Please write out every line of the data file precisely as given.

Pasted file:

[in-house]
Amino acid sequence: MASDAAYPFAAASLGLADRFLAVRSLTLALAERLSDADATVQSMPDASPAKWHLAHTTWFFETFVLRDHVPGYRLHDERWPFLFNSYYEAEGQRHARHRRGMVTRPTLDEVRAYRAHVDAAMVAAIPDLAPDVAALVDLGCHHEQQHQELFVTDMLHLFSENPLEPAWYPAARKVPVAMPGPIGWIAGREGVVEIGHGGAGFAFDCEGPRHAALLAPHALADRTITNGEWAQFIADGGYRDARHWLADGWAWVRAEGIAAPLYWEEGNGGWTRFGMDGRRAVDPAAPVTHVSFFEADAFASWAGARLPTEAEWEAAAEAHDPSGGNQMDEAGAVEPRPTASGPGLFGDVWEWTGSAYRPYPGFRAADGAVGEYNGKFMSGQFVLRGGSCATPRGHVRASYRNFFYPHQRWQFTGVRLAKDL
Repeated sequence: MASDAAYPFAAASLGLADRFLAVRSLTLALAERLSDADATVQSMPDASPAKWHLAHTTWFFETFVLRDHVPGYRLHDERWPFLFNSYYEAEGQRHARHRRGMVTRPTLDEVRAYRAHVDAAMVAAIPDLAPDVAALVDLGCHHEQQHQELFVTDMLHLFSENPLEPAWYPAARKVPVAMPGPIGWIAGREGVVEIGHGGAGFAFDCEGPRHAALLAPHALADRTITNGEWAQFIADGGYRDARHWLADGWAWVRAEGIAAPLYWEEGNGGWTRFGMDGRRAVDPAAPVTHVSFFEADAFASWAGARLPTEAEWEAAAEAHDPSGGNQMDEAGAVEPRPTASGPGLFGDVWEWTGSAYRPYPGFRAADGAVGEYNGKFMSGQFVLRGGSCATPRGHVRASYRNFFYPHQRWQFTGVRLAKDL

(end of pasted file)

[in-house]
Amino acid sequence: MASDAAYPFAAASLGLADRFLAVRSLTLALAERLSDADATVQSMPDASPAKWHLAHTTWFFETFVLRDHVPGYRLHDERWPFLFNSYYEAEGQRHARHRRGMVTRPTLDEVRAYRAHVDAAMVAAIPDLAPDVAALVDLGCHHEQQHQELFVTDMLHLFSENPLEPAWYPAARKVPVAMPGPIGWIAGREGVVEIGHGGAGFAFDCEGPRHAALLAPHALADRTITNGEWAQFIADGGYRDARHWLADGWAWVRAEGIAAPLYWEEGNGGWTRFGMDGRRAVDPAAPVTHVSFFEADAFASWAGARLPTEAEWEAAAEAHDPSGGNQMDEAGAVEPRPTASGPGLFGDVWEWTGSAYRPYPGFRAADGAVGEYNGKFMSGQFVLRGGSCATPRGHVRASYRNFFYPHQRWQFTGVRLAKDL
Repeated sequence: MASDAAYPFAAASLGLADRFLAVRSLTLALAERLSDADATVQSMPDASPAKWHLAHTTWFFETFVLRDHVPGYRLHDERWPFLFNSYYEAEGQRHARHRRGMVTRPTLDEVRAYRAHVDAAMVAAIPDLAPDVAALVDLGCHHEQQHQELFVTDMLHLFSENPLEPAWYPAARKVPVAMPGPIGWIAGREGVVEIGHGGAGFAFDCEGPRHAALLAPHALADRTITNGEWAQFIADGGYRDARHWLADGWAWVRAEGIAAPLYWEEGNGGWTRFGMDGRRAVDPAAPVTHVSFFEADAFASWAGARLPTEAEWEAAAEAHDPSGGNQMDEAGAVEPRPTASGPGLFGDVWEWTGSAYRPYPGFRAADGAVGEYNGKFMSGQFVLRGGSCATPRGHVRASYRNFFYPHQRWQFTGVRLAKDL